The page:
A second day at the Oval and a second Australian century as Steve Smith grabbed a maiden Test hundred as the tourists continued to dominate proceedings.
Smith smashed a six to reach three figures before making an unbeaten 138 as Australia declared on 492-9 and sent England in for a tricky spell at the end of a rain-disrupted day.
Still, it was another positive one for Australia, despite the Ashes already being lost, as they look to end the series with a win and a high note to take into the return series at home this winter.
Here's what the press made of day two...
Wayne Smith - The Australian
A magnificent debut Test century by Steve Smith allowed Australia to dictate terms on the second day as it did on Day One when Shane Watson plundered 176. But while the supporting cast all had their moments on centre stage, it was 24-year-old Smith who stole the show, earning a standing ovation from the capacity crowd as he walked off unconquered at the end of the greatest innings of his career. Twice before in his 12-Test career Smith has been brought undone by his own aggression within sight of his maiden century but not today.
Richard Hinds - Herald Sun
There it was on the second day of the fifth Test at The Oval, live in the flesh. England's snarling assassin Broad reduced to bowling long hops to Smith with a ring field better designed to stop invading streakers than take wickets. This act of damage limitation, and outright time wasting, might be explained - if not forgiven - by the game situation and the wet ball. But, in its message of abject surrender, it must have heartened the Australians greatly.
The carnivorous English press, whose fangs were sharpened gnawing on the bones of underachieving teams, were quick to highlight these selection blunders. So, bizarrely, the team about to celebrate an Ashes threepeat was being criticised and second-guessed. Meanwhile, Australia heaved and hoiked its way into a strong position.
The Australian batsmen should now leave England with improved confidence and a slightly more settled line-up. Not bad when, just two days ago, about the best they could hope to take home was a pair of Union Jack boxer shorts and the hotel shampoo.
Malcolm Knox - Sydney Morning Herald
For all that Australia have sent an inexperienced team to England and are casting themselves as the rising force, the 'finds' of the Ashes series have been a 35-year-old batsman, a 33-year-old bowler and a rejuvenated 35-year-old wicketkeeper. The future has never looked older. But Steven Smith's quiet rise, culminating in his maiden Test century at the Oval, has offered some assurances about the longer term.
At 24, Smith is already a master of reinvention. On his first appearance in big cricket, he so resembled Shane Warne as to give rise to improbable predictions in a more dreamy era. He evolved into the kind of utility cricketer, big-hitting and sharp-fielding, who might carve a handy career in Twenty20. He was brought into the last Ashes series at a desperate moment to inject energy into a flagging team but, seemingly with more natural talent than he knew what to do with, came across as a sparkler when the side needed smouldering coals.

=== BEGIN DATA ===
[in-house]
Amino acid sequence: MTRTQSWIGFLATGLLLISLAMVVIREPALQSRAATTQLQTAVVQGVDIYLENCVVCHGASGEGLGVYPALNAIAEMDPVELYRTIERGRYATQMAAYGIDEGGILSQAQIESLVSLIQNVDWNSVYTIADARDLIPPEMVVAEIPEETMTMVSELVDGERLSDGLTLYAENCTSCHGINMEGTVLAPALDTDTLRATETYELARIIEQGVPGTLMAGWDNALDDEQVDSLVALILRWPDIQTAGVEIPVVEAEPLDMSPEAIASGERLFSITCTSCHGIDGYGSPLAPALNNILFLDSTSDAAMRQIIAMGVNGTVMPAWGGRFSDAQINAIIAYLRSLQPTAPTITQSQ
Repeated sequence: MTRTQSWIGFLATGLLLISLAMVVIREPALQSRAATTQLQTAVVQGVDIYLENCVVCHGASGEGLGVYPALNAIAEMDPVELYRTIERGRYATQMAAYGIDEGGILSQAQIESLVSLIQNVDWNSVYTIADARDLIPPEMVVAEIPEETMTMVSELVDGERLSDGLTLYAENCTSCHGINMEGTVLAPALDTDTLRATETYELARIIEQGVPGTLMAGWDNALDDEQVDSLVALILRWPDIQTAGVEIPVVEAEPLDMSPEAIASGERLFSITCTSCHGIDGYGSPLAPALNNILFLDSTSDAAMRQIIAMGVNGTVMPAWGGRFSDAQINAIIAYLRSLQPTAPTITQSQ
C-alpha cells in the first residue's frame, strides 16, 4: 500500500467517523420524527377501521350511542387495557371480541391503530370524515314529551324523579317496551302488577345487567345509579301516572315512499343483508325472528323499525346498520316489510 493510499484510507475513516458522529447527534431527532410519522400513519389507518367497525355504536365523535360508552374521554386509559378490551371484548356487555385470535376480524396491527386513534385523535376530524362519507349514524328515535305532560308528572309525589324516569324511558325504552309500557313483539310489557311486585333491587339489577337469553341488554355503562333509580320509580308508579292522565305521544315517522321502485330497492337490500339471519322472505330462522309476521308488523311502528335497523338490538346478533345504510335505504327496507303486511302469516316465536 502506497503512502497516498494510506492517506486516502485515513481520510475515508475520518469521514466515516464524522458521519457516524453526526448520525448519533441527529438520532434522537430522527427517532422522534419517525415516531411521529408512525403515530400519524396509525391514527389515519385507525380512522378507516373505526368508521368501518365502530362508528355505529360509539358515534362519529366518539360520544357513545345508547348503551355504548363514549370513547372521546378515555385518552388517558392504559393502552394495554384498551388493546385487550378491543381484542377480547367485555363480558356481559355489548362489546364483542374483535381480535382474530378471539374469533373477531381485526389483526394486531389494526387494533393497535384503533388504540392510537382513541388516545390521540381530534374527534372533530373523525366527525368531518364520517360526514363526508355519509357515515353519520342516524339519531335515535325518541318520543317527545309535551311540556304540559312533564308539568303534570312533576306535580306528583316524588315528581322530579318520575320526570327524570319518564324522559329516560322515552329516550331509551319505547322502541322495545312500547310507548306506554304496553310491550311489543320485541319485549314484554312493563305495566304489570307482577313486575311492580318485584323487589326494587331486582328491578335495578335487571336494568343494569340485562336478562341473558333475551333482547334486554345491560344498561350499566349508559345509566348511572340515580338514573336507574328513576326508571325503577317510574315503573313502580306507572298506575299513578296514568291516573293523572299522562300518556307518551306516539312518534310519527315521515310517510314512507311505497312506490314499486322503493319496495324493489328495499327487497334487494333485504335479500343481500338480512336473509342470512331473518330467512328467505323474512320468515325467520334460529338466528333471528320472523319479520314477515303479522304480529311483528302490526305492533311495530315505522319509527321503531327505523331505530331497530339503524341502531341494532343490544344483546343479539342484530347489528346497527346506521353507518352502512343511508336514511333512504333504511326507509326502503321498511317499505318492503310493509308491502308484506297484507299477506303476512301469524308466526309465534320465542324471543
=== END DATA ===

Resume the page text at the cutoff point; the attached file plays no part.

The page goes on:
Malcolm Conn - Telegraph
Steve Smith, welcome to an exclusive club. His maiden Test century against England at The Oval yesterday makes Smith the only Australian aged under 30 to score a hundred during Australia's past two tours across nine Tests. Amongst those cheering when the 24-year-old brought up three figures with an audacious six down the ground must surely have been Australia's selectors. Now Smith, like Watson, needs to make another big hundred when it really matters, at the start of the return series in Australia.
Paul Hayward - Daily Telegraph
In team selection, and motivation, England have fallen short of the pre-Test rhetoric about leaving marks in history. This is an impenetrable, sometimes remote England side, who are either blind to the dangers of surrendering the initiative so close to a winter series or perhaps so confident of their superiority that they have written this match off as an irrelevance, if only subconsciously. Either way it is not what was promised, or expected by the crowd, who have learned that the Oval is not always an Ashes crucible. Summer's bird has flown. 'No mercy' was the theme of the build-up. No let-up. Revenge would be taken for all those years of Aussie sadism, when the battering would not cease until the plane was heaving clear of Sydney. England made all the right noises about making history but then chose to open the gate to Australia instead.
Kavin Garside - The Independent
The obvious failure of England's selection thrust Jonathan Trott into the piece. Thus an already bloated five-man attack acquired a sixth component. England's lesser South African is often the captain's idea of the bowling joker, not in the humorous sense à la Seventies sporting panto It's A Knockout but the random variety; trundle in off a short run, wobble it about a bit and hope the batsmen drops off. Steve Smith showed what he thought of the ploy by hoisting Trott for a six to reach his first Test century and Australia's fourth of the series.
Oliver Holt - The Mirror
England have been the dominant side in this series and their thoughts should be turning to the tour Down Under with nothing but confidence. But in the public mind, at least, doubts are creeping in. When the urn is presented to Alastair Cook on Sunday, there will be concern amid the triumph.
Simon Kerrigan did not bowl. Not a single ball. On the second day of his England debut, he was left to hang. There is no point criticising England skipper Alastair Cook too harshly for that. He was in an invidious position. Kerrigan was paralysed by nerves on Wednesday and smacked all over The Oval by Shane Watson. England struggled again on day two as Australia played with more and more freedom.